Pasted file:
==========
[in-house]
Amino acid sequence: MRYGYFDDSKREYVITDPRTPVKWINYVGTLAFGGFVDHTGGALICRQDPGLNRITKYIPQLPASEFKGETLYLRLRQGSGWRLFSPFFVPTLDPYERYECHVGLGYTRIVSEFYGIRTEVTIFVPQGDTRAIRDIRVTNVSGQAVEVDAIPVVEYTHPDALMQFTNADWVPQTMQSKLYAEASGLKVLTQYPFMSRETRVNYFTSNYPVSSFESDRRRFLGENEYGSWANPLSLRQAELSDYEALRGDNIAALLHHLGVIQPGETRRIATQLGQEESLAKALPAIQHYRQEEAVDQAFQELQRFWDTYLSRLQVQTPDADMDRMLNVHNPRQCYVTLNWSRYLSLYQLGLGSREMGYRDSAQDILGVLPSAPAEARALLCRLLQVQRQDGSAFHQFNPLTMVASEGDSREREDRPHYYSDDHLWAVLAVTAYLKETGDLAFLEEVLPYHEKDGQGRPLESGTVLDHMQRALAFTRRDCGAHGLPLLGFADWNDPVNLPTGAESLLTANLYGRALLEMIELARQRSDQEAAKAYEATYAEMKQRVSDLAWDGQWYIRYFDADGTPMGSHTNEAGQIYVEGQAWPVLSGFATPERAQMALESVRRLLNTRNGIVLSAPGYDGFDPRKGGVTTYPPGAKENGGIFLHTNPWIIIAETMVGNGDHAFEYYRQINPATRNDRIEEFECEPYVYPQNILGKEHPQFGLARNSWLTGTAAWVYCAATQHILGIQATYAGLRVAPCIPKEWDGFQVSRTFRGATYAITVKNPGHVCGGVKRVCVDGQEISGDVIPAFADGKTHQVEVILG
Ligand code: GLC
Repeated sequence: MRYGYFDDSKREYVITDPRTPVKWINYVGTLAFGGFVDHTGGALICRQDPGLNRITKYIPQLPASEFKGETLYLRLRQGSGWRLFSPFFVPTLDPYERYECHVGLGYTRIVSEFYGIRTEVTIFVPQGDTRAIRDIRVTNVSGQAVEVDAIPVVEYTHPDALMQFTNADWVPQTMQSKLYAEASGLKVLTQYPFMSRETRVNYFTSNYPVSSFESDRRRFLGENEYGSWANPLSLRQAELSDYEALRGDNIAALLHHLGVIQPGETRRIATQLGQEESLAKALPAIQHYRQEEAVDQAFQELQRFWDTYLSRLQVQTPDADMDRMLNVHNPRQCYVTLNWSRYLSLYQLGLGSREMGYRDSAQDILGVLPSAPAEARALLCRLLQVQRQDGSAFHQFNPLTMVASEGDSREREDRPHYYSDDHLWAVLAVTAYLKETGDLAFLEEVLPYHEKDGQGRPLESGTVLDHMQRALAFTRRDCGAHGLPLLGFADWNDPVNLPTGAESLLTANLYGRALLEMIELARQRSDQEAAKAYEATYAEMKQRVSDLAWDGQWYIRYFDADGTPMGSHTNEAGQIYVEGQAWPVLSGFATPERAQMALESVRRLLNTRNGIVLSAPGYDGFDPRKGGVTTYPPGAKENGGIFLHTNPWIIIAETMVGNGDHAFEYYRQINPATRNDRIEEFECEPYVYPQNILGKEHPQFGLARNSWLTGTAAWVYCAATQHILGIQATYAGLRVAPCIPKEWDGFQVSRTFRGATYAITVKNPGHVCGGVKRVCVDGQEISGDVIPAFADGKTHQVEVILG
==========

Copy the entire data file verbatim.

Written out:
[in-house]
Amino acid sequence: MRYGYFDDSKREYVITDPRTPVKWINYVGTLAFGGFVDHTGGALICRQDPGLNRITKYIPQLPASEFKGETLYLRLRQGSGWRLFSPFFVPTLDPYERYECHVGLGYTRIVSEFYGIRTEVTIFVPQGDTRAIRDIRVTNVSGQAVEVDAIPVVEYTHPDALMQFTNADWVPQTMQSKLYAEASGLKVLTQYPFMSRETRVNYFTSNYPVSSFESDRRRFLGENEYGSWANPLSLRQAELSDYEALRGDNIAALLHHLGVIQPGETRRIATQLGQEESLAKALPAIQHYRQEEAVDQAFQELQRFWDTYLSRLQVQTPDADMDRMLNVHNPRQCYVTLNWSRYLSLYQLGLGSREMGYRDSAQDILGVLPSAPAEARALLCRLLQVQRQDGSAFHQFNPLTMVASEGDSREREDRPHYYSDDHLWAVLAVTAYLKETGDLAFLEEVLPYHEKDGQGRPLESGTVLDHMQRALAFTRRDCGAHGLPLLGFADWNDPVNLPTGAESLLTANLYGRALLEMIELARQRSDQEAAKAYEATYAEMKQRVSDLAWDGQWYIRYFDADGTPMGSHTNEAGQIYVEGQAWPVLSGFATPERAQMALESVRRLLNTRNGIVLSAPGYDGFDPRKGGVTTYPPGAKENGGIFLHTNPWIIIAETMVGNGDHAFEYYRQINPATRNDRIEEFECEPYVYPQNILGKEHPQFGLARNSWLTGTAAWVYCAATQHILGIQATYAGLRVAPCIPKEWDGFQVSRTFRGATYAITVKNPGHVCGGVKRVCVDGQEISGDVIPAFADGKTHQVEVILG
Ligand code: GLC
Repeated sequence: MRYGYFDDSKREYVITDPRTPVKWINYVGTLAFGGFVDHTGGALICRQDPGLNRITKYIPQLPASEFKGETLYLRLRQGSGWRLFSPFFVPTLDPYERYECHVGLGYTRIVSEFYGIRTEVTIFVPQGDTRAIRDIRVTNVSGQAVEVDAIPVVEYTHPDALMQFTNADWVPQTMQSKLYAEASGLKVLTQYPFMSRETRVNYFTSNYPVSSFESDRRRFLGENEYGSWANPLSLRQAELSDYEALRGDNIAALLHHLGVIQPGETRRIATQLGQEESLAKALPAIQHYRQEEAVDQAFQELQRFWDTYLSRLQVQTPDADMDRMLNVHNPRQCYVTLNWSRYLSLYQLGLGSREMGYRDSAQDILGVLPSAPAEARALLCRLLQVQRQDGSAFHQFNPLTMVASEGDSREREDRPHYYSDDHLWAVLAVTAYLKETGDLAFLEEVLPYHEKDGQGRPLESGTVLDHMQRALAFTRRDCGAHGLPLLGFADWNDPVNLPTGAESLLTANLYGRALLEMIELARQRSDQEAAKAYEATYAEMKQRVSDLAWDGQWYIRYFDADGTPMGSHTNEAGQIYVEGQAWPVLSGFATPERAQMALESVRRLLNTRNGIVLSAPGYDGFDPRKGGVTTYPPGAKENGGIFLHTNPWIIIAETMVGNGDHAFEYYRQINPATRNDRIEEFECEPYVYPQNILGKEHPQFGLARNSWLTGTAAWVYCAATQHILGIQATYAGLRVAPCIPKEWDGFQVSRTFRGATYAITVKNPGHVCGGVKRVCVDGQEISGDVIPAFADGKTHQVEVILG